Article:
Overlooked ‘Albedo’ Effect Should Be Factored into Tree Cover Restoration Decisions for Climate

TNC Science Brief

Albedo changes can cause large reductions to the climate benefit of tree planting. New research helps identify areas around the world with the greatest climate-cooling potential.

The Gist

Planting trees in areas that would naturally support tree cover is a well-known and high-potential climate solution, but its effectiveness varies around the world. Restoring tree cover often involves replacing land covers like grasslands with trees and this shift from a brighter landscape to a darker one can decrease the ‘albedo’ effect – the fraction of solar radiation that is reflected from the Earth’s surface.

While trees absorb more atmospheric carbon, leading to planetary cooling, tree cover also absorbs more solar radiation than other vegetation types, leading to warming. The balance of this effect varies from place to place, and until now, this effect has not been well-characterized in carbon accounting estimates for tree cover restoration.

New research published in Nature Communications aims to change that. The study, led by Clark University alongside The Nature Conservancy and ETH Zurich, provides detailed maps that factor in carbon and albedo to show where tree cover is likely to contribute to global warming, rather than abate it.

The albedo effect is particularly relevant in boreal and dryland ecosystems, although the research found that even within these locations there are places where tree planting will have a net cooling effect. Overall the paper found the global climate mitigation benefit of restoring tree cover may be 20-81% lower than expected from carbon-only estimates, highlighting the urgency to properly account for albedo.

aerial view of a forest with the sun rising
The sun rises over bottomland hardwood forest near the banks of the Mississippi River near Farrell, Mississippi. October, 2020. © Rory Doyle

The Big Picture

Many scientists have acknowledged the albedo problem inherent in tree cover restoration efforts but until now, even the best estimates of climate mitigation from restoring tree cover acknowledged albedo but either failed to account for it or made only rough estimates.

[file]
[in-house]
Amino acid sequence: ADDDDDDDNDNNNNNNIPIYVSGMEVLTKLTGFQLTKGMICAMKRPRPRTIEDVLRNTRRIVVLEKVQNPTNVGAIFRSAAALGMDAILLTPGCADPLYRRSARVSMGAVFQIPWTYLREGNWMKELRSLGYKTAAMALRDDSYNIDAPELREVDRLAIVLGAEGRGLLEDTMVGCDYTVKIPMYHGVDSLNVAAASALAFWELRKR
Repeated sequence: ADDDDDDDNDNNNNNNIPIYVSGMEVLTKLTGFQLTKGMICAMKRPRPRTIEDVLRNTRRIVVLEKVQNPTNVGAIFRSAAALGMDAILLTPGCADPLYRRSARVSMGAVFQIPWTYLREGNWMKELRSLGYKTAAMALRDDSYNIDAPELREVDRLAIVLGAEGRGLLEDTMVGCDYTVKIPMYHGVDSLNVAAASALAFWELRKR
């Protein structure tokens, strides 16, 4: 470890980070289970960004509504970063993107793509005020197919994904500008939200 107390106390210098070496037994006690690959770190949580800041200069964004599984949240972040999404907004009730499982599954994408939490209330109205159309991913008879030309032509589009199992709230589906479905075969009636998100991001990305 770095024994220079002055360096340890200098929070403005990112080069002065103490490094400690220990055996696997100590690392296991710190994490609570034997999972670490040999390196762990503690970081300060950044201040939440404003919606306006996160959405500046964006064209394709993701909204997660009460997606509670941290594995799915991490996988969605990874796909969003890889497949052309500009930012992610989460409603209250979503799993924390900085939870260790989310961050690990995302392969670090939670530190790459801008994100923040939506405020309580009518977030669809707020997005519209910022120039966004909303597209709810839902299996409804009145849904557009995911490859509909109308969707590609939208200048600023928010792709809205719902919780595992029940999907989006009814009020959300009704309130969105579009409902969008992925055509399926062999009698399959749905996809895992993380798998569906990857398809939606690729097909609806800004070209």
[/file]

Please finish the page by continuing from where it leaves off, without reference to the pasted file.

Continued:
“We’ve addressed a significant research gap and gained a much more complete picture of how restoring tree cover can impact our global climate – both positively and also sometimes negatively,” says Susan Cook-Patton, Sr. Forest Restoration Scientist at The Nature Conservancy and co-author on the paper.

“There are so many good reasons to restore tree cover, even in locations with fewer climate benefits: Cleaner water, resilient food production, wildlife habitat, and so on. Our paper simply provides decisionmakers with one more set of tools in their toolkit.”

One bright spot in the research: it found that hundreds of thousands of on-the-ground tree cover restoration projects tend to be concentrated in places where the potential for carbon removal is high and albedo is moderate – in other words, places with high climate mitigation potential. However, two-thirds of these on-the-ground projects still face an albedo offset of at least 20%, highlighting the need for all projects to consider albedo change in their accounting.

The Takeaway

While restoring tree cover is not a substitute for reductions in fossil fuel emissions nor for the protection of intact forests, it remains a highly promising natural climate solution with benefits that extend beyond carbon sequestration. With climate change and biodiversity loss accelerating, we are in a critical time and need to make fast and smart decisions about which solutions to deploy, and where.

How albedo affects climate numbers can no longer be ignored. These new maps make it possible for people making decisions around tree cover restoration to determine the best places to plant trees for climate benefits, as well as evaluate different scenarios of where restoration of tree cover might happen.

“We’re calling on governments and land managers to more carefully consider albedo in their environmental decision-making,” says Cook-Patton. “And we’re open sourcing this robust new set of tools to help them do so.”

The data in this study has also been integrated into the reforestation and avoided forest conversion estimates in naturebase.org, a free open-data platform which helps policymakers, practitioners, and technical experts identify, analyze, and make informed decisions on why, where, and how to implement natural climate solutions to benefit people and the planet.

Read the Paper

Hasler, N. et al. (2024). Accounting for albedo change to identify climate-positive tree cover restoration. Nature Communications.

View paper